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[Kim Seong-kon] ‘If I were born in the 1930s’

By Korea Herald

Published : Feb. 14, 2024 - 05:28

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There is a trend in Korean social media lately, called “If I were born in the 1930s,” which has tremendous popularity among young people. Artificial intelligence draws your portrait in elegant 1930s-style suits or dresses with stylish hairdos and hats, which obviously appeals to Korean young men and women who are fond of fashionable trends.

Ostensibly, nothing seems to be wrong with it. Yet, Koreans in their eighties and nineties may frown because of what the 1930s means in our history: it was the period of the Japanese colonial occupation. Moreover, the modern hairstyle and stylish clothing of the 1930s came from Japan which had originally imported them from either Hollywood or Europe. In the eyes of the older generation, therefore, Korean young people seriously lack a sense of history.

Another problem that has cropped up alongside this new trend is that young people, often at the instigation of ideology-oriented politicians, have criticized older people who lived during the Japanese occupation for wearing the clothing and hairdo of those times, as “pro-Japan people.” Paradoxically, these young critics now enjoy wearing, albeit in virtual reality, the same clothing and hairstyles they have been criticizing as the Japanese style. Besides, Korean young people also tremendously enjoy Japanese video games and cartoons these days. If so, they, too, are the same pro-Japan people whom they have been criticizing.

The point is that you cannot be judgmental about other people. Walt Whitman said, “Be curious, not judgmental.” Neither can you be ignorant of history. George Santayana said, “Those who cannot remember the past are condemned to repeat it.” Korean young people should not be judgmental about history but should learn about it instead. Unfortunately, due to the bad influence of extreme leftwing politicians, our young people think of the past only in terms of vendettas, revenge and purges, instead of trying to learn from historical reality.

As for this trend, “If I were born in the 1930s”: Korean young people should do more than thoughtlessly enjoy the stylish fashion of those days. They should also be curious and try to understand the predicaments and ordeals of their grandparents’ generation that had to live in a colonial situation. They should not be so judgmental about the older generation that had to deal with atrocities and political turmoil that the younger generation cannot possibly comprehend. They should also realize how lucky they are to live in a free, sovereign country.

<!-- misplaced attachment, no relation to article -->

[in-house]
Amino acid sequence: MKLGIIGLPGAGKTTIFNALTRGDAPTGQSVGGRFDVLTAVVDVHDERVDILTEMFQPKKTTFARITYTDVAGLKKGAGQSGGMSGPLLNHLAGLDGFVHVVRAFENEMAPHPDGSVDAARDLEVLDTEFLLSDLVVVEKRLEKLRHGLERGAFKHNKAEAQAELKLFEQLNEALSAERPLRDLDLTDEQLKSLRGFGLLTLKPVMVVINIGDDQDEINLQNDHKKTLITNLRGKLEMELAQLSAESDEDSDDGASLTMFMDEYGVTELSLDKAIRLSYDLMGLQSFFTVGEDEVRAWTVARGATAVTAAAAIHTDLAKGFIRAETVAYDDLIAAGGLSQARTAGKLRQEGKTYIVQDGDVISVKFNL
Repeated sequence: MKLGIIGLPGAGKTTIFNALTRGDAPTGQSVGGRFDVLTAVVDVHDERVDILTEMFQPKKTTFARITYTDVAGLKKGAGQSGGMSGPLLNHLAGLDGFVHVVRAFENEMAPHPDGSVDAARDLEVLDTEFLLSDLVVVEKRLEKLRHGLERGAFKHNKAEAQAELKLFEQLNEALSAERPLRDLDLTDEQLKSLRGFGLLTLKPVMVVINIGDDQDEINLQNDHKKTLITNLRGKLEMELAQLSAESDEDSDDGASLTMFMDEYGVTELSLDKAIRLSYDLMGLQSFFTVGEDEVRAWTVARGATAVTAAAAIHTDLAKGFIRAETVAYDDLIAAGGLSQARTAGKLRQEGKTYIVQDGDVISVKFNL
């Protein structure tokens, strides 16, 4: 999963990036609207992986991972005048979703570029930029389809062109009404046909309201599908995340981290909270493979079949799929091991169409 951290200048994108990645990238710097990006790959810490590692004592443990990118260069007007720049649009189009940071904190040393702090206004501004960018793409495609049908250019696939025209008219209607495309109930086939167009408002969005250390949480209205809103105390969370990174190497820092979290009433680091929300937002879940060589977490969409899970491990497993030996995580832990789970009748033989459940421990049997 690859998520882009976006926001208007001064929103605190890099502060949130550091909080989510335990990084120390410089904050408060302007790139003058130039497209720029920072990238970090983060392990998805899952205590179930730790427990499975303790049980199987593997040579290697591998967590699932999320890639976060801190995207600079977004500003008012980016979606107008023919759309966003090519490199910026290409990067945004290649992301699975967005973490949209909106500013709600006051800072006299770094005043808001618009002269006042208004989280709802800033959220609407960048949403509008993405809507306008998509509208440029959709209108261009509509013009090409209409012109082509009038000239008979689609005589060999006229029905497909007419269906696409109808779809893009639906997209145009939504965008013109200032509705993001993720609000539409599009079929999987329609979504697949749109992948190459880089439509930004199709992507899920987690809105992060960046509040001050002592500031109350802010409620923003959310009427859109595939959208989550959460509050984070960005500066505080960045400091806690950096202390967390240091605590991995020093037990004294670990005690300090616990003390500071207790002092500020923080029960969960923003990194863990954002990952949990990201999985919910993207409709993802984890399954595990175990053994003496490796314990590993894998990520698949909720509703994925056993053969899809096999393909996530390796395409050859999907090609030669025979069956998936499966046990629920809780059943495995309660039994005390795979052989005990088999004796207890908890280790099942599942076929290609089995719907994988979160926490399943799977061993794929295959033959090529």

Perhaps our young people should read Yi Sang’s monumental short story, “Wings” published in 1936. In the story, Yi Sang brilliantly depicts the helplessness and agony of a man who lives in a colonial situation. As a colonized man, the protagonist is deprived of economic capability, autonomy, and independence. His misery wears him down, and in his extreme fatigue, he cannot help but sleep day and night. At the end of the story, however, the protagonist intensely wants to have wings, so he can fly away from his suffocating colonial situation.

Under the title, “If I were born in the 1930s,” our young people also should put themselves in Yi Sang’s protagonist’s shoes and see things through his eyes. In Harper Lee’s celebrated novel, “To Kill a Mockingbird,” which portrays the American 1930s when racial issues were still at stake, Atticus tells his young daughter, “You never really understand a person until you consider things from his point of view, until you climb into his skin and walk around in it.”

Of course, people are forgetful or ignorant of history, especially when they are young. At the end of “The Hunger Games,” Katniss, who has survived the “Hunger Games,” watches her children playing outside and mutters, “Our children don’t know they play on a grave.” Indeed, how could the children know about the life and death game that the older generation had to go through to bequeath a better society for their children?

Today’s American young people might not know much about the Great Depression in the 1930s. If the trend was “If I were born in the 1930s,” however, they would not simply enjoy the Hollywood fashion of the 1930s without a thought. Instead, they would at least ponder or discuss the difficult times suffered during the Great Depression.

We do not need to hold grudges about the past because “letting go,” not “clinging to,” makes us strong and wise. Yet, that does not mean we may completely forget the past. Albert Einstein once said, “Learn from yesterday, live for today and hope for tomorrow.” Chiara Gizzi also said, “Let go of the past, but keep the lessons it taught you.” Indeed, we cannot anesthetize our painful history by simply enjoying the fashionable trends of the past only.

The younger generation does not need to dwell in the past. Nevertheless, they should not be oblivious to what happened in history. Moreover, they have to learn from the past, so they do not repeat the past miseries.

Kim Seong-kon

Kim Seong-kon is a professor emeritus of English at Seoul National University and a visiting scholar at Dartmouth College. -- Ed.